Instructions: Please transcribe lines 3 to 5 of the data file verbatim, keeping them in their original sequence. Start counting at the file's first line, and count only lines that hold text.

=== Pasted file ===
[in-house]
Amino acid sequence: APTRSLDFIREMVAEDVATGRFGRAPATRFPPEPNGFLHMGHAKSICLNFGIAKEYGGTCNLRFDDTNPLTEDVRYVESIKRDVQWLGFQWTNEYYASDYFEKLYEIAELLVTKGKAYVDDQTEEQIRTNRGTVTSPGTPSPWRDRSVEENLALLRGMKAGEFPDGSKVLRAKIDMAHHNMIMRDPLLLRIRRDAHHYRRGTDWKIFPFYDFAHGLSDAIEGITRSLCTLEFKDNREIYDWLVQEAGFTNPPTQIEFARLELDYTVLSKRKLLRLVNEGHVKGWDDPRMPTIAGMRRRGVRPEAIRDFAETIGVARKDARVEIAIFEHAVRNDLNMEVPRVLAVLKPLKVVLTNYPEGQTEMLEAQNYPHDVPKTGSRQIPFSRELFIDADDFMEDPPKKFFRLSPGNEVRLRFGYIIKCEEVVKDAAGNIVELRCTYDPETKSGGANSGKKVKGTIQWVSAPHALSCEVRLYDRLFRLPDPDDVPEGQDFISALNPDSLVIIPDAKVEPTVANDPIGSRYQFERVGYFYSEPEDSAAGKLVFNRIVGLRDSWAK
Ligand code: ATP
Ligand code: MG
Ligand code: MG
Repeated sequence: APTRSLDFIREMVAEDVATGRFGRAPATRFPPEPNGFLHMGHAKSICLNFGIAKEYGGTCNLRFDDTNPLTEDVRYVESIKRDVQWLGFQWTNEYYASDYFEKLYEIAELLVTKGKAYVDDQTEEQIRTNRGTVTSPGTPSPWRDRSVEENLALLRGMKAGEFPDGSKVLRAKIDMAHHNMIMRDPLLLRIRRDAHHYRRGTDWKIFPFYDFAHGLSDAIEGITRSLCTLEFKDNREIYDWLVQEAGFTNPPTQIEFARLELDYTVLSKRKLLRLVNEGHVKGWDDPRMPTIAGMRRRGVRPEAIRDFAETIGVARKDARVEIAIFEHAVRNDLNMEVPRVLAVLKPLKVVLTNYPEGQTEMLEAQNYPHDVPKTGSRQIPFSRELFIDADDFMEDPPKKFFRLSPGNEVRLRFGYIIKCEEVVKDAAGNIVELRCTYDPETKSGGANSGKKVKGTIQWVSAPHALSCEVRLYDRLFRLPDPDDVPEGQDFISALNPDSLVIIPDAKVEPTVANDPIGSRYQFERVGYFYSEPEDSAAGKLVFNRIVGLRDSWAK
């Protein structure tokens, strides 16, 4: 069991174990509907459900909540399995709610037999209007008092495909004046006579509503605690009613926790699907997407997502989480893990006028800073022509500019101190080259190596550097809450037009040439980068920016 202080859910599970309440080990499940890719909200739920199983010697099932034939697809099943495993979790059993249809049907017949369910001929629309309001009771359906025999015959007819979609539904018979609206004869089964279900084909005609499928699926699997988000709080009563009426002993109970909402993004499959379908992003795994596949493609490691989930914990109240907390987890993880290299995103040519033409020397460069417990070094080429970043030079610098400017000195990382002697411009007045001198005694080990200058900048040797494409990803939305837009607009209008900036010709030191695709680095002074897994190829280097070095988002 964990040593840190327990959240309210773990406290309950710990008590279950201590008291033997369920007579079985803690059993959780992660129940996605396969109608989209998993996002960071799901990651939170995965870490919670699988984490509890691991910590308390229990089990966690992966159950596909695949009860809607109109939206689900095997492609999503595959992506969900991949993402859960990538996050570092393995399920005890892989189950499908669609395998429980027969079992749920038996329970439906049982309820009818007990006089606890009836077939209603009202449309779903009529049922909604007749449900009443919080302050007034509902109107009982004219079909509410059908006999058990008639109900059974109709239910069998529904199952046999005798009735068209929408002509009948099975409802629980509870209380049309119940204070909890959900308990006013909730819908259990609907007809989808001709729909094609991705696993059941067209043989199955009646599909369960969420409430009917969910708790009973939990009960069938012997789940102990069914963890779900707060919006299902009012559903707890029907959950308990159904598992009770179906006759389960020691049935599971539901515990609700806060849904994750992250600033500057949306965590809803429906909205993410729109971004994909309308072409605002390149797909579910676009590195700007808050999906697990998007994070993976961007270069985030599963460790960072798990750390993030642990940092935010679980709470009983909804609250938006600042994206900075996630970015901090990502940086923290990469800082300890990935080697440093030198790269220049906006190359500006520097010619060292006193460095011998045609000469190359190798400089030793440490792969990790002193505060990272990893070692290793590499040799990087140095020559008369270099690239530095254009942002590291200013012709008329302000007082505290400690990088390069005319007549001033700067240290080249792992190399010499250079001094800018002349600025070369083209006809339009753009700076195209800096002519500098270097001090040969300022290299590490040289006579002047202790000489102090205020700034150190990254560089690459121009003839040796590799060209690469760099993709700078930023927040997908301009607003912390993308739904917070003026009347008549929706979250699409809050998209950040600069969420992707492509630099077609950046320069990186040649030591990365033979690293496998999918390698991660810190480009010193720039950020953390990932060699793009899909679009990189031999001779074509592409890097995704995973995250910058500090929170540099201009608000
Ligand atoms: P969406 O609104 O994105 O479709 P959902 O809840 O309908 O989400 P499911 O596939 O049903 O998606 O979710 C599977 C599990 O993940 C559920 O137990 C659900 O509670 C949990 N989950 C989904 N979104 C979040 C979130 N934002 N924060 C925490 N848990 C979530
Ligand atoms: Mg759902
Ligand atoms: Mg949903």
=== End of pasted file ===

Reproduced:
Ligand code: ATP
Ligand code: MG
Ligand code: MG